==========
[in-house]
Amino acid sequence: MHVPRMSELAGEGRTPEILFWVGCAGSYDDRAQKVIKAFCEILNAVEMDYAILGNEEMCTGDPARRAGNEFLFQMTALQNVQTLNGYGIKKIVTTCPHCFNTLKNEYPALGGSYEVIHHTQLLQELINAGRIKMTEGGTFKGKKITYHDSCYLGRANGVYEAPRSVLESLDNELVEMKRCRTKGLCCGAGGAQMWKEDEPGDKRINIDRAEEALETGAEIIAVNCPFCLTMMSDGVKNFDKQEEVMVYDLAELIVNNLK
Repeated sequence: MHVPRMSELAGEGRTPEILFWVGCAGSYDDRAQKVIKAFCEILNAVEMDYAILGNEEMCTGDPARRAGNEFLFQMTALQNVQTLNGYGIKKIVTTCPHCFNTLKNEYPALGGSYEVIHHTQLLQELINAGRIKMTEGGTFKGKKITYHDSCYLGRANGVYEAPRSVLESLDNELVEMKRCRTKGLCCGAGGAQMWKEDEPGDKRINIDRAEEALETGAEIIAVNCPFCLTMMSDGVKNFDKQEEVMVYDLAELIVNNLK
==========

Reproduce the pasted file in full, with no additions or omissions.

[in-house]
Amino acid sequence: MHVPRMSELAGEGRTPEILFWVGCAGSYDDRAQKVIKAFCEILNAVEMDYAILGNEEMCTGDPARRAGNEFLFQMTALQNVQTLNGYGIKKIVTTCPHCFNTLKNEYPALGGSYEVIHHTQLLQELINAGRIKMTEGGTFKGKKITYHDSCYLGRANGVYEAPRSVLESLDNELVEMKRCRTKGLCCGAGGAQMWKEDEPGDKRINIDRAEEALETGAEIIAVNCPFCLTMMSDGVKNFDKQEEVMVYDLAELIVNNLK
Repeated sequence: MHVPRMSELAGEGRTPEILFWVGCAGSYDDRAQKVIKAFCEILNAVEMDYAILGNEEMCTGDPARRAGNEFLFQMTALQNVQTLNGYGIKKIVTTCPHCFNTLKNEYPALGGSYEVIHHTQLLQELINAGRIKMTEGGTFKGKKITYHDSCYLGRANGVYEAPRSVLESLDNELVEMKRCRTKGLCCGAGGAQMWKEDEPGDKRINIDRAEEALETGAEIIAVNCPFCLTMMSDGVKNFDKQEEVMVYDLAELIVNNLK